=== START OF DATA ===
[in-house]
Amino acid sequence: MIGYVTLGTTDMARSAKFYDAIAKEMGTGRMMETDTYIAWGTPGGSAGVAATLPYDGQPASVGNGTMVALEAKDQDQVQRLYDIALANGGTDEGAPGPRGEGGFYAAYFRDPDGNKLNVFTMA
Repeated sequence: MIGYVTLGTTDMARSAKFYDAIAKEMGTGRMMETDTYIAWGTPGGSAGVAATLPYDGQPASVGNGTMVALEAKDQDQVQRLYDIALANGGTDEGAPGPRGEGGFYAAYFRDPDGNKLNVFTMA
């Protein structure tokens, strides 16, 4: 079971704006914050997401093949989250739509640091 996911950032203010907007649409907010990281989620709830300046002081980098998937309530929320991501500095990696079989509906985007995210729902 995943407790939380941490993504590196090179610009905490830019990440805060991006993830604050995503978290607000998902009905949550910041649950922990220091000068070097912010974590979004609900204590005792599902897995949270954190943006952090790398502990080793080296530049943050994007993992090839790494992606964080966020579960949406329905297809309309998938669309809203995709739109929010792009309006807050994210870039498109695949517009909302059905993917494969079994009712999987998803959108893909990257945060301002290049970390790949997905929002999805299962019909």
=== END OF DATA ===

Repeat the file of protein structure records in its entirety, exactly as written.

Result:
[in-house]
Amino acid sequence: MIGYVTLGTTDMARSAKFYDAIAKEMGTGRMMETDTYIAWGTPGGSAGVAATLPYDGQPASVGNGTMVALEAKDQDQVQRLYDIALANGGTDEGAPGPRGEGGFYAAYFRDPDGNKLNVFTMA
Repeated sequence: MIGYVTLGTTDMARSAKFYDAIAKEMGTGRMMETDTYIAWGTPGGSAGVAATLPYDGQPASVGNGTMVALEAKDQDQVQRLYDIALANGGTDEGAPGPRGEGGFYAAYFRDPDGNKLNVFTMA
């Protein structure tokens, strides 16, 4: 079971704006914050997401093949989250739509640091 996911950032203010907007649409907010990281989620709830300046002081980098998937309530929320991501500095990696079989509906985007995210729902 995943407790939380941490993504590196090179610009905490830019990440805060991006993830604050995503978290607000998902009905949550910041649950922990220091000068070097912010974590979004609900204590005792599902897995949270954190943006952090790398502990080793080296530049943050994007993992090839790494992606964080966020579960949406329905297809309309998938669309809203995709739109929010792009309006807050994210870039498109695949517009909302059905993917494969079994009712999987998803959108893909990257945060301002290049970390790949997905929002999805299962019909």